Why does the moon always looks the same from our perspective? It goes through phases, but the face it shows us changes very little because it's tidally locked to Earth.
The moon does indeed rotate. Since its own rotation is synchronized with its orbital period around our planet, all we see is one of its hemispheres.
But what would the moon look like without this synchronicity? Here's a video created from Lunar Reconnaissance Orbiter () data that shows us our satellite in all its spinning glory.
The camera has a field of view of 90 degrees in monochrome mode and 60 degrees in multispectral mode, and has been used to image individual features and create mosaics of the moon.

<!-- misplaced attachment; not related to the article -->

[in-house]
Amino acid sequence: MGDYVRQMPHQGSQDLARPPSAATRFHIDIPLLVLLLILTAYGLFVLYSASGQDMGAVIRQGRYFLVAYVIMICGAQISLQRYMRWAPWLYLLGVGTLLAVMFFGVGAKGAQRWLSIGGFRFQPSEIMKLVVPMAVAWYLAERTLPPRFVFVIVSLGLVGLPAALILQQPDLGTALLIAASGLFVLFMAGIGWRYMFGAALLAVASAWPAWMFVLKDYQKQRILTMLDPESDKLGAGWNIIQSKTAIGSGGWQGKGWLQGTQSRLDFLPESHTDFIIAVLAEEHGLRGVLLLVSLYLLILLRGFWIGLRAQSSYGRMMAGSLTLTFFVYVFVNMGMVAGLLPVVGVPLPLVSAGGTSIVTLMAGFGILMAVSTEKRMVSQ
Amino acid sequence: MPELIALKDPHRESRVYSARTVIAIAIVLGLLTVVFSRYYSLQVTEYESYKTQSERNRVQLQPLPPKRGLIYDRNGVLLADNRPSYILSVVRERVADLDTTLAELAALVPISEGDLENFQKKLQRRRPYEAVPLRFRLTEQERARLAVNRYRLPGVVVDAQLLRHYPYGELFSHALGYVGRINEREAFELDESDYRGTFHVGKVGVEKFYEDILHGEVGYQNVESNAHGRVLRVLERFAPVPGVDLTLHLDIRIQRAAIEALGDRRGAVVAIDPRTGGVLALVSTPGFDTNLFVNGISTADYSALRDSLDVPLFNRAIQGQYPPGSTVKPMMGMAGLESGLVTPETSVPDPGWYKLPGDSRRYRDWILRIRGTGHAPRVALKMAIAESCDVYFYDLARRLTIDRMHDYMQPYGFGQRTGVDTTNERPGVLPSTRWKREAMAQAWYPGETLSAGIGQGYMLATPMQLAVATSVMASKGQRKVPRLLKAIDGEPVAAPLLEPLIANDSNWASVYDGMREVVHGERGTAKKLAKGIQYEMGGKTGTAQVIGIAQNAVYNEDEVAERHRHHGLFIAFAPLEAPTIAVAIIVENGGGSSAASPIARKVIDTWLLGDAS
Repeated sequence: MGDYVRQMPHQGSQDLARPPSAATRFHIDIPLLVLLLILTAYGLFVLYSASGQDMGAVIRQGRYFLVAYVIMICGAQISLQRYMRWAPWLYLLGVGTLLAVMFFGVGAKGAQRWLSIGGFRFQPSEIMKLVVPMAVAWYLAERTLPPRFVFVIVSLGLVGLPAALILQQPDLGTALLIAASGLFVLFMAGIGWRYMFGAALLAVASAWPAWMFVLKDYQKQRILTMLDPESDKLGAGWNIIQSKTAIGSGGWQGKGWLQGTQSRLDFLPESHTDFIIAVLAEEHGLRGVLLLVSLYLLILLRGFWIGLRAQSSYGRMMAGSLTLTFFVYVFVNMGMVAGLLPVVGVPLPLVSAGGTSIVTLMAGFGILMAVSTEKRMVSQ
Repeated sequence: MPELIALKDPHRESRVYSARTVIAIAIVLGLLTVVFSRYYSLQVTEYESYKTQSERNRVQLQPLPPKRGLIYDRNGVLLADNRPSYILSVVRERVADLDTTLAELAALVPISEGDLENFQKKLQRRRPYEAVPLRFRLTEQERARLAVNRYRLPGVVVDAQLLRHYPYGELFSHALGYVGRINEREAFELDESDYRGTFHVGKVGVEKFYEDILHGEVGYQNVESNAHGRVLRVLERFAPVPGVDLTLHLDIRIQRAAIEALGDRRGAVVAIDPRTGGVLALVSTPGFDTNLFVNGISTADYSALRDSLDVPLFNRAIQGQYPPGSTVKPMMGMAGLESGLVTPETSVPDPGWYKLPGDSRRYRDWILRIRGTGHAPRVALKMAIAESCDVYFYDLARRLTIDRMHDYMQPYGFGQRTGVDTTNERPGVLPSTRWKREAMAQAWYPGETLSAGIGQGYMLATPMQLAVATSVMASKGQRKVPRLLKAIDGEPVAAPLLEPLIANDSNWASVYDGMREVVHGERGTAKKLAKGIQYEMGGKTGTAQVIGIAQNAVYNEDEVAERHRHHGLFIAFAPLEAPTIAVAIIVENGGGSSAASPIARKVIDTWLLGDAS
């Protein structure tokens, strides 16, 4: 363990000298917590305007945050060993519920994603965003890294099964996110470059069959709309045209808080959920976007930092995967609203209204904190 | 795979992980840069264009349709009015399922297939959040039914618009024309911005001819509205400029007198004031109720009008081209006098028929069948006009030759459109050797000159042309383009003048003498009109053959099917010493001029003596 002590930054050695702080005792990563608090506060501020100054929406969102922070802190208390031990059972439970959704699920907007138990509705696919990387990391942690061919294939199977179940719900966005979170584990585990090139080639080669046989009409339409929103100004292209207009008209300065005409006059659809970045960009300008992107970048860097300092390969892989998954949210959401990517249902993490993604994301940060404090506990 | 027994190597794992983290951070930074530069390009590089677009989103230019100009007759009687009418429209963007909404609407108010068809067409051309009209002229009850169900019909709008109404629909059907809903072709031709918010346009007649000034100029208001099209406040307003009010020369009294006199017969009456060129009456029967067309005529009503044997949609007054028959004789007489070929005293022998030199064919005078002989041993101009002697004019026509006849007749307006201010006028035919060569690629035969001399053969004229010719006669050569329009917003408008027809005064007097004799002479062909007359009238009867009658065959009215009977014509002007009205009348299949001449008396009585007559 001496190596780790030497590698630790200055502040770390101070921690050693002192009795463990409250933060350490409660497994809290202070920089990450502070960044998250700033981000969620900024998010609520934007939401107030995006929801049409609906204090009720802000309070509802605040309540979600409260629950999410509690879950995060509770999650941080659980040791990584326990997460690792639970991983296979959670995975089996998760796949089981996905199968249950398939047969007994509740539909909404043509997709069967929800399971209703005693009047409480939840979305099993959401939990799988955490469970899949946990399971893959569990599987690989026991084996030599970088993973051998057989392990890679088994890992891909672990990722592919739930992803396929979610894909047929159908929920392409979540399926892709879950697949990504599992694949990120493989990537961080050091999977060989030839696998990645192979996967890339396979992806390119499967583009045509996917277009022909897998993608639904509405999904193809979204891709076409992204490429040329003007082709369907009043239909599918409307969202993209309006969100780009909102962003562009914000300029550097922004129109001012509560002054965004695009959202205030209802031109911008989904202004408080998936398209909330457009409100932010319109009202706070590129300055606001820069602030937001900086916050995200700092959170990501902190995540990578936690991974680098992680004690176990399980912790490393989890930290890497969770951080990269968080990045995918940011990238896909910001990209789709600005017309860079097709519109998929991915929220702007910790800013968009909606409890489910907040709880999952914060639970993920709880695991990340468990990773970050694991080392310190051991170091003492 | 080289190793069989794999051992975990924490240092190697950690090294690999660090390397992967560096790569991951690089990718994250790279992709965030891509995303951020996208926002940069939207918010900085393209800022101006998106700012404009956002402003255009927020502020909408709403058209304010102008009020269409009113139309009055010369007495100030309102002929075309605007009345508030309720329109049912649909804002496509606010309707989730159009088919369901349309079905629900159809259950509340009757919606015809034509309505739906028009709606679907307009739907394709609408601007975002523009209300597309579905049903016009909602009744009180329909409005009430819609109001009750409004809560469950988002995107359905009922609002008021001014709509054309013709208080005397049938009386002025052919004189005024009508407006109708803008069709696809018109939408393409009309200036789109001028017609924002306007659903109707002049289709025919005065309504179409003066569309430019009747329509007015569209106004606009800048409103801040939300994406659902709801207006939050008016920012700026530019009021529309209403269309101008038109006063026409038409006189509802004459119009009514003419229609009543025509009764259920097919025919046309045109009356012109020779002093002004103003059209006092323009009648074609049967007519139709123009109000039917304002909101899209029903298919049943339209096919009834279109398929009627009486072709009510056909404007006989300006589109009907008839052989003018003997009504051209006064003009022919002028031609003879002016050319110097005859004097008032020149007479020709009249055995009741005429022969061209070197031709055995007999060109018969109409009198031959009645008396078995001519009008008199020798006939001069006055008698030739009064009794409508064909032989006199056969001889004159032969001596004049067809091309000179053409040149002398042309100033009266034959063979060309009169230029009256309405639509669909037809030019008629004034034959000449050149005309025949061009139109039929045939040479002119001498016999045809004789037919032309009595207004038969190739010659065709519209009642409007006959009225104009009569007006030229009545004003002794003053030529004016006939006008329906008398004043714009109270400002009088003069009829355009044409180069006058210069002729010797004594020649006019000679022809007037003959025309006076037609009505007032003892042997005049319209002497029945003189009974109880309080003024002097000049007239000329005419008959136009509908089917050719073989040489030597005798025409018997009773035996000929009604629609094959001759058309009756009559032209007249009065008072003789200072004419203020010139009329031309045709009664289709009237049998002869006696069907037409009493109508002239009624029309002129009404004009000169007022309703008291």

In a video from NASA and Arizona State University, LRO imagery has been stitched together to create a seamless time-lapse movie of the moon's rotation, something we would expect to see if the satellite weren't tidally locked.
It begins with our view of the moon, but soon Mare Orientale, a ringed impact basin 600 miles across and more than 3 billion years old, comes into view as the moon rotates to the right.
The "dark" or far side of the moon is then seen. It's remarkable for having few features, and indeed appears "all beat up, no definition, just a lot of bumps and holes," as astronaut William Anders described it in 1968.
The lunar month has been condensed into 24 seconds in the LRO vid. Check it out below.